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History of Building
Visiting The Center
Philanthropy & Contributions
Upon entering the building, visitors are introduced to the Center and its mission through Riverside Stories, an interpretive exhibition devoted to the complementary themes of civil rights and social justice in the context of 20th century Riverside.
The struggle for social justice
civil rights in Riverside is explored through an introduction to Riverside citizens who made significant contributions in the ongoing fight for equality.
Through images, text and video interviews, a compelling story of courage and commitment emerge.
These stories are wide ranging: from the Harada family, who challenged the Alien Land Act in the courts on behalf
of their American born children, to Frank Johnson, who fought to integrate a public swimming pool in the 1920s. Native American Rupert Costo, a graduate of Riverside Community College, went to Washington, D.C. to fight for tribal water rights and with his wife,
were prominent national leaders in the fight for the economic and social rights for Native Americans. John Sotelo, the first Mexican American to be elected to Riverside’s city council, worked to secure equal treatment for minority groups by ensuring representation in city government and securing community facilities for underserved neighborhoods.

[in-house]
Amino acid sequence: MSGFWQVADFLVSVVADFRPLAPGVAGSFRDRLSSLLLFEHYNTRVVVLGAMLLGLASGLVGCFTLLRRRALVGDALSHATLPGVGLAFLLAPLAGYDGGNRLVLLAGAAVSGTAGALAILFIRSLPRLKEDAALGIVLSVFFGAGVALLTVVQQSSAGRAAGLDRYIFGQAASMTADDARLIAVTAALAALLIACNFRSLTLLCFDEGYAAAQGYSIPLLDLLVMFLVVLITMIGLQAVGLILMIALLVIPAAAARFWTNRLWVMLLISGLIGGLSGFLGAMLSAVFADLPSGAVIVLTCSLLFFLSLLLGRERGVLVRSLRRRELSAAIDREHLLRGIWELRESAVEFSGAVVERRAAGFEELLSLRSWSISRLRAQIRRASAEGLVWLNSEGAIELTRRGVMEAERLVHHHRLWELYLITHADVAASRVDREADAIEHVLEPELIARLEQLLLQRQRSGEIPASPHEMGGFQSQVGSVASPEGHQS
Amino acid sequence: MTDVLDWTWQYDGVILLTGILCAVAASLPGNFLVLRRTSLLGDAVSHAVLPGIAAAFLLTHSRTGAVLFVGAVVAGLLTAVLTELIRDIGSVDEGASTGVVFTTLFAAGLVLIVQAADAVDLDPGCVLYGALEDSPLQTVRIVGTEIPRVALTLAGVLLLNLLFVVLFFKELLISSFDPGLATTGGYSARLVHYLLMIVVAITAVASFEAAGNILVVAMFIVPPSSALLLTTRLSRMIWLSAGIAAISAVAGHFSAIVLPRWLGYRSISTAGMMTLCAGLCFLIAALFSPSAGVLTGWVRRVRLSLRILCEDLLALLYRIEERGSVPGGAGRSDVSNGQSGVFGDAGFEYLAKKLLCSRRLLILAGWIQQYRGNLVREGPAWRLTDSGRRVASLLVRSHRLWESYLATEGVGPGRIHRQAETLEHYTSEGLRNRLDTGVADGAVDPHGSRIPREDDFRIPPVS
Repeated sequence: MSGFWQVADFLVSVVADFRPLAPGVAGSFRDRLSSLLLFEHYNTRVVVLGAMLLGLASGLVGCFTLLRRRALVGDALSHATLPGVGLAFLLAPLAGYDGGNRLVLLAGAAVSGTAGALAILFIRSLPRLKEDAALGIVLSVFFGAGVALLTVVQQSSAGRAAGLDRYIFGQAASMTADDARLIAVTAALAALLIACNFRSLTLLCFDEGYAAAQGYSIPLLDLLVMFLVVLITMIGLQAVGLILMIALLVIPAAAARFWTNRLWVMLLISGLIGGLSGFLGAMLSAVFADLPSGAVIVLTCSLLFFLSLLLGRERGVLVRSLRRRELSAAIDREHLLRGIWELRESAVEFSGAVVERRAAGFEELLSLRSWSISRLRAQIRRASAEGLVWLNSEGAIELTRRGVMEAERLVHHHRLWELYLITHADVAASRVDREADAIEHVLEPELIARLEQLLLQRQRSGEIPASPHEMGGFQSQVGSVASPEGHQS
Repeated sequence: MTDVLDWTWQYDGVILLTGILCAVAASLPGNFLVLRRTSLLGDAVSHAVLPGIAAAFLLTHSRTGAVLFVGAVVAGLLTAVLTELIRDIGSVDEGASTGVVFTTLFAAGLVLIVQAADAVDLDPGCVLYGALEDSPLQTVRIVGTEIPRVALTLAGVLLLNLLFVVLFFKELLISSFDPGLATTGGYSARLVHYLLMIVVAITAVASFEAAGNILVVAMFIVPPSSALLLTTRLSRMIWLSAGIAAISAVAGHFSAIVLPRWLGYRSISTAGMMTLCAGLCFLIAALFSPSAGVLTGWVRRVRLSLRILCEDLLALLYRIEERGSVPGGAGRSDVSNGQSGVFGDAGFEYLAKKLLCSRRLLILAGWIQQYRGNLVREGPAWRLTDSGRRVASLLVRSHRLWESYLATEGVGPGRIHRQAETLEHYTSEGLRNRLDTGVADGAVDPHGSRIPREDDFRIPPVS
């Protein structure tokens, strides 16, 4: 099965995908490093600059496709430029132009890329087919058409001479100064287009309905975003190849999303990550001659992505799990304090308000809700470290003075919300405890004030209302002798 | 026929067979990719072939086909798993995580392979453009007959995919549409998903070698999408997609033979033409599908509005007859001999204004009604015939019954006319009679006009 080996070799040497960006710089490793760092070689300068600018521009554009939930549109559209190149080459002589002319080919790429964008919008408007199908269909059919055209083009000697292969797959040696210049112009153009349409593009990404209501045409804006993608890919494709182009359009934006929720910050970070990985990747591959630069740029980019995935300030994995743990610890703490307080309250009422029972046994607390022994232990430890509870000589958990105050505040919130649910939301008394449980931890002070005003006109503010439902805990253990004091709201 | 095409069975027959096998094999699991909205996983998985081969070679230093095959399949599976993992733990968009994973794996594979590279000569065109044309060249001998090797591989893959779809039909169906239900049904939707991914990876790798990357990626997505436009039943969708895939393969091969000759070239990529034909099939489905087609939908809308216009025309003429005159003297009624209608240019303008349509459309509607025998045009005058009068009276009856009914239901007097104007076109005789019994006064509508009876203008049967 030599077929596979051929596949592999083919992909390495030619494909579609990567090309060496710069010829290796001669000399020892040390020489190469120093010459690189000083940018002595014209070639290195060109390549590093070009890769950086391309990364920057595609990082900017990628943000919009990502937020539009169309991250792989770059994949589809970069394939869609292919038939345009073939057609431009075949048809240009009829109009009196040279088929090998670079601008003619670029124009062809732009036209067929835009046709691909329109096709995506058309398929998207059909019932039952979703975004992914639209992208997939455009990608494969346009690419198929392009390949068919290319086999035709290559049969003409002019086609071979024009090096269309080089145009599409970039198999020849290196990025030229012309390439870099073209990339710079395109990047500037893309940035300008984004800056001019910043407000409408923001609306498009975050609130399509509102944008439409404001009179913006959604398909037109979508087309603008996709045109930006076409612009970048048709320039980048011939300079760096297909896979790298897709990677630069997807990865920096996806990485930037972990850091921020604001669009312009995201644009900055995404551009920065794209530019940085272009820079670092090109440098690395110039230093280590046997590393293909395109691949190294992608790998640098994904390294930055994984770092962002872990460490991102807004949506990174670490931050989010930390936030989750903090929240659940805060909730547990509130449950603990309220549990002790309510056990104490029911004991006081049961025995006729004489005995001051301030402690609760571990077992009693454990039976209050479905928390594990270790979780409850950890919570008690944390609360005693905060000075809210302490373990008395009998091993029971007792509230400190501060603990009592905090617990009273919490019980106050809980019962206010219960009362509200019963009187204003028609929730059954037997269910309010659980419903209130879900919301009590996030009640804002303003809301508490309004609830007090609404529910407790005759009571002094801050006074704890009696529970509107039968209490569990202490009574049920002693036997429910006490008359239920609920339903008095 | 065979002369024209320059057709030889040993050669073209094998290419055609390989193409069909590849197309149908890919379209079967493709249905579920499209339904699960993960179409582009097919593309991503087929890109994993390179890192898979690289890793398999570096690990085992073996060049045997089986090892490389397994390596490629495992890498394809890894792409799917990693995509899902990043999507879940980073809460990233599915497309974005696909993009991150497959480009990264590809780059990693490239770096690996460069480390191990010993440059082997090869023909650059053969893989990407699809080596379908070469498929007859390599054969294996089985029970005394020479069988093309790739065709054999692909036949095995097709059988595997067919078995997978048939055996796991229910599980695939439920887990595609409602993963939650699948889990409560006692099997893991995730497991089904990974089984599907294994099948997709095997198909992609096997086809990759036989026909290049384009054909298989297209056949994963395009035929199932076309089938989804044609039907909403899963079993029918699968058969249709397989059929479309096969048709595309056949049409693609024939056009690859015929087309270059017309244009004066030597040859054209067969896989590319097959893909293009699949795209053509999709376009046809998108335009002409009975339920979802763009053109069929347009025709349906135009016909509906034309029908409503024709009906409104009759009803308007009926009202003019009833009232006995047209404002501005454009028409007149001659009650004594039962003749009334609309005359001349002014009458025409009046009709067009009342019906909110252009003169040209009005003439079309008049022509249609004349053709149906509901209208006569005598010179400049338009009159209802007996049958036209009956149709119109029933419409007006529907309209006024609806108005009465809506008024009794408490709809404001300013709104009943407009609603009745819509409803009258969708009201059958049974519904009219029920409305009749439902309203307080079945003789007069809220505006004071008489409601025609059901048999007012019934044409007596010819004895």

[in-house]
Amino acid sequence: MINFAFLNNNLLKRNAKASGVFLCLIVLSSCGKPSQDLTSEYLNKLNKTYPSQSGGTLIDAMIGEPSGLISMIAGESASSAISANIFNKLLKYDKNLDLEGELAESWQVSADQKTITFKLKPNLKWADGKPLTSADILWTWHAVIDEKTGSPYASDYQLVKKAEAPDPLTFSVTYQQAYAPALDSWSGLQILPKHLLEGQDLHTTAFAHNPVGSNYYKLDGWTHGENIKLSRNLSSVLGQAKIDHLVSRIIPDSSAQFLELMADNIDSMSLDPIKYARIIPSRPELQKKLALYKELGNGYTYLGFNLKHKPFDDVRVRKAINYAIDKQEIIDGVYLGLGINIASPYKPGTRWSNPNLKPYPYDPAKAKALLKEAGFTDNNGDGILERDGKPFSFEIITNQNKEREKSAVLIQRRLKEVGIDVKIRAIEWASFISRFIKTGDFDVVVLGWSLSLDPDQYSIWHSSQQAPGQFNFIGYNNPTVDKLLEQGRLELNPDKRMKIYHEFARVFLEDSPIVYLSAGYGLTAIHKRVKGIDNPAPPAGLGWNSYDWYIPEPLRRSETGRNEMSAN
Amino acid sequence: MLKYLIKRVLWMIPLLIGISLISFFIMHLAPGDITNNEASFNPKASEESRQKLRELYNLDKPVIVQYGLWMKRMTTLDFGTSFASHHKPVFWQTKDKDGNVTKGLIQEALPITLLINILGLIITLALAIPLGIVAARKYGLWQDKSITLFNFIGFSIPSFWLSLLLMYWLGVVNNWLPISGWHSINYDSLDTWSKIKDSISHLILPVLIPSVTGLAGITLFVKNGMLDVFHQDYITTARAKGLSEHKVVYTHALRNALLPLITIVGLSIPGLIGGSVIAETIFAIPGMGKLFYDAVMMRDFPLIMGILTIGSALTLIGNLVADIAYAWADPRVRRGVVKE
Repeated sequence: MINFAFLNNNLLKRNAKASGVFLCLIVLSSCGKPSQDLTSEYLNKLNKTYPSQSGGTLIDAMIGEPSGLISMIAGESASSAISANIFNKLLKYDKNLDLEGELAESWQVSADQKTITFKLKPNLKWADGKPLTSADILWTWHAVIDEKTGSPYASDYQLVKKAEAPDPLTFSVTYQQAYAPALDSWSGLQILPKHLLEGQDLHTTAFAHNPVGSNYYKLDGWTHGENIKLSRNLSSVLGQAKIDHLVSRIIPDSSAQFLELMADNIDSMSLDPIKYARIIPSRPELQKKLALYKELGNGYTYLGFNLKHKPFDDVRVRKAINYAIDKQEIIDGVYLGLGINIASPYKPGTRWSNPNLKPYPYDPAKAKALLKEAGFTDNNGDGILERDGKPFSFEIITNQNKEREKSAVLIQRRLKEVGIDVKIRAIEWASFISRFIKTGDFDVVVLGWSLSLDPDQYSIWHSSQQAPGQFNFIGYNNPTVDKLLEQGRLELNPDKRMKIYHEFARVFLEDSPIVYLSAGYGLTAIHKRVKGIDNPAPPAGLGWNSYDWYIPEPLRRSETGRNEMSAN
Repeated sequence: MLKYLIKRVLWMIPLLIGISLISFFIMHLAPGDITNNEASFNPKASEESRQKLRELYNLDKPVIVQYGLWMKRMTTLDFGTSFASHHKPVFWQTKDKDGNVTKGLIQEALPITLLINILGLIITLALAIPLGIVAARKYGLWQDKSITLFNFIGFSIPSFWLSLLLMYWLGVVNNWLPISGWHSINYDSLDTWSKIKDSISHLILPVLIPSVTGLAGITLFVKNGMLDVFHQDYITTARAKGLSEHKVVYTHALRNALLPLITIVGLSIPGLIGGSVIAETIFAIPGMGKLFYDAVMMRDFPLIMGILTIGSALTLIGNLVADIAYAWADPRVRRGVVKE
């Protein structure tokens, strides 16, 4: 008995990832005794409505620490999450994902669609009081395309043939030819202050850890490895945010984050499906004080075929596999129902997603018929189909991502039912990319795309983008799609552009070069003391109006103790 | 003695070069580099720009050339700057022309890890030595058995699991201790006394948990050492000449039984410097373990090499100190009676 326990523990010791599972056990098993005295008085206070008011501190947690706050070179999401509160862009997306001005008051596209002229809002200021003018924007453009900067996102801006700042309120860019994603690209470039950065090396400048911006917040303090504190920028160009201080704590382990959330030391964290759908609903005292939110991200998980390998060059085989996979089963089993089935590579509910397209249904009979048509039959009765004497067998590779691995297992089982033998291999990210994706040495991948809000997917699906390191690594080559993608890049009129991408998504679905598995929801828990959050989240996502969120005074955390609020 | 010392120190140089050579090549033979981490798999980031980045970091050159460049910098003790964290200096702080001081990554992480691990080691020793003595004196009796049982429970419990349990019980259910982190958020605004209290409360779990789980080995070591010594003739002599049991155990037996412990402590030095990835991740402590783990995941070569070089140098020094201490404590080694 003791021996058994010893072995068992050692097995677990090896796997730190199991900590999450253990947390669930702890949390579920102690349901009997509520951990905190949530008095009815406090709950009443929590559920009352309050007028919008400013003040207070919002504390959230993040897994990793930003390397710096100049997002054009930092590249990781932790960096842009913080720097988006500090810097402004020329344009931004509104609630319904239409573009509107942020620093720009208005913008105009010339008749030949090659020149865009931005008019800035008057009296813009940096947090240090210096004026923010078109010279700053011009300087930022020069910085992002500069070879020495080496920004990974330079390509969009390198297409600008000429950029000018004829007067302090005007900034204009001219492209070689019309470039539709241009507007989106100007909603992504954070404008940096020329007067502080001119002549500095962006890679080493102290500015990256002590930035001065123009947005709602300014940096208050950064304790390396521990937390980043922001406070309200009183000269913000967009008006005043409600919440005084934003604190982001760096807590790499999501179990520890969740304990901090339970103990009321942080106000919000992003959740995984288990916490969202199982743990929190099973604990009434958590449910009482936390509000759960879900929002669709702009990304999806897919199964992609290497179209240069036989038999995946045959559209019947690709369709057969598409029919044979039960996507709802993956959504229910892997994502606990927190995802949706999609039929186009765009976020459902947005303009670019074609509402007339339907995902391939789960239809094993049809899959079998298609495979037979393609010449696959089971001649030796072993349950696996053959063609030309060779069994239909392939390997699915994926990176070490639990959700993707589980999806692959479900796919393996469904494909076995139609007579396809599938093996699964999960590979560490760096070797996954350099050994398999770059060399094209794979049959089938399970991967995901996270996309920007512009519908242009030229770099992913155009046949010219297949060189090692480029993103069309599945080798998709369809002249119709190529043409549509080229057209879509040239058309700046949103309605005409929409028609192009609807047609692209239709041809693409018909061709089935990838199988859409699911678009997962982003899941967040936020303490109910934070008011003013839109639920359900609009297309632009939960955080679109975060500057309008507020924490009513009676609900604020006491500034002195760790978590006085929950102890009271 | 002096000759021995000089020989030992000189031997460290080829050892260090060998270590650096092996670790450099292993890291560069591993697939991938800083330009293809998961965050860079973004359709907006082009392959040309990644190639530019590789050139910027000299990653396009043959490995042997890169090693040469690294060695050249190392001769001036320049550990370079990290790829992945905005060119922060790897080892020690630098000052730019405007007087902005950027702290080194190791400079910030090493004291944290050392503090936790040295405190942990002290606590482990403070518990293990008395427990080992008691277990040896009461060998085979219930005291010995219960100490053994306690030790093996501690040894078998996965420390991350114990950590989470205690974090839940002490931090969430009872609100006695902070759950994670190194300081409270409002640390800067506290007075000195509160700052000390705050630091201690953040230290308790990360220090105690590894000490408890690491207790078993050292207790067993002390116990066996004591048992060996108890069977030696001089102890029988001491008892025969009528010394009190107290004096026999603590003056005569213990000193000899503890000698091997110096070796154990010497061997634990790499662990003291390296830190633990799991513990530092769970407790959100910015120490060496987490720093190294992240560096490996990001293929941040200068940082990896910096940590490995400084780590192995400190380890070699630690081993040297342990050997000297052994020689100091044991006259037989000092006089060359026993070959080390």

These stories mark a beginning. In the years to come, many more stories will be included and told through the Center for Social Justice & Civil Liberties.
Top Right Content
Miné Okubo: An Introduction
Visitors to the inaugural exhibition will see a broadly constructed retrospective of Okubo’s paintings and works on paper spanning seven decades. The art works come from the RCC-held collection as well as privately owned pieces on loan from the Okubo family and a select group of collectors.
Ranging from the internment camp portraits that formed the basis for her book,
, to “American scene” paintings (c. 1930s) to her commercial illustrations for Time, Life and Fortune magazines in the 1950s, many of the paintings and drawings have not been seen by the public in over 60 years.
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